Antimicrobial suture technology coats the antiseptic triclosan onto synthetic, absorbable, polymeric sutures. The broad-spectrum antiseptic fights against typical surgical pathogens like Gram-positive and Gram-negative bacteria.
The safe amount of triclosan that can be placed on the sutures and still be optimal for reducing surgical site infections is a maximum of 2360 µg/m in polydioxanone and coated poliglecaprone sutures, and 472 µg/m in coated polyglactin sutures, according to the research, published in the British Journal of Surgery. The lead author was Dr. David Leaper, a medical sciences professor at the University of Newcastle upon Tyne.
Other study authors included an expert at Johnson & Johnson, which makes antimicrobial sutures through its Ethicon subsidiary.
One study analysis showed that in 21 clinical trials, 138 surgical sites out of 1,000 procedures were at risk for a surgical site infection. If the sutures were coated in triclosan, however, the risk of an SSI was reduced by 39.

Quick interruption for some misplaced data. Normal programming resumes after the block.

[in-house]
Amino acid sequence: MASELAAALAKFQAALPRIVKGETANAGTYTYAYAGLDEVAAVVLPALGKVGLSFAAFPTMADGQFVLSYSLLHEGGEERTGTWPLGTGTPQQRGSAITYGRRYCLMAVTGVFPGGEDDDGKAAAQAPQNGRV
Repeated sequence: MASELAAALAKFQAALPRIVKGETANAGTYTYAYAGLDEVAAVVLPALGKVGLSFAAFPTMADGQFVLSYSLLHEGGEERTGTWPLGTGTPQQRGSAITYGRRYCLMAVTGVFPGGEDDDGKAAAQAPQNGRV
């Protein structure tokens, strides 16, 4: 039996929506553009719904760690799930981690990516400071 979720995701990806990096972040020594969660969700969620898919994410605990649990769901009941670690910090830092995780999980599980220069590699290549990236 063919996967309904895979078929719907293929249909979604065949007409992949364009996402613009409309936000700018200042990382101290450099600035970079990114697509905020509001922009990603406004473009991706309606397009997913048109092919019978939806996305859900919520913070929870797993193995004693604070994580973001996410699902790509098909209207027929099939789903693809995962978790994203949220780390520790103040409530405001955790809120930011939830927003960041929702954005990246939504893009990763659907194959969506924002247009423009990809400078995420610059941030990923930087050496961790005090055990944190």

Economically, 34 studies showed that triclosan sutures averaged $112.58 in savings compared to non-antimicrobial-coated sutures.
The World Health Organization recently recommended triclosan-coated sutures for preventing SSIs in the new “Global Guidelines for the Prevention of Surgical Site Infections.”
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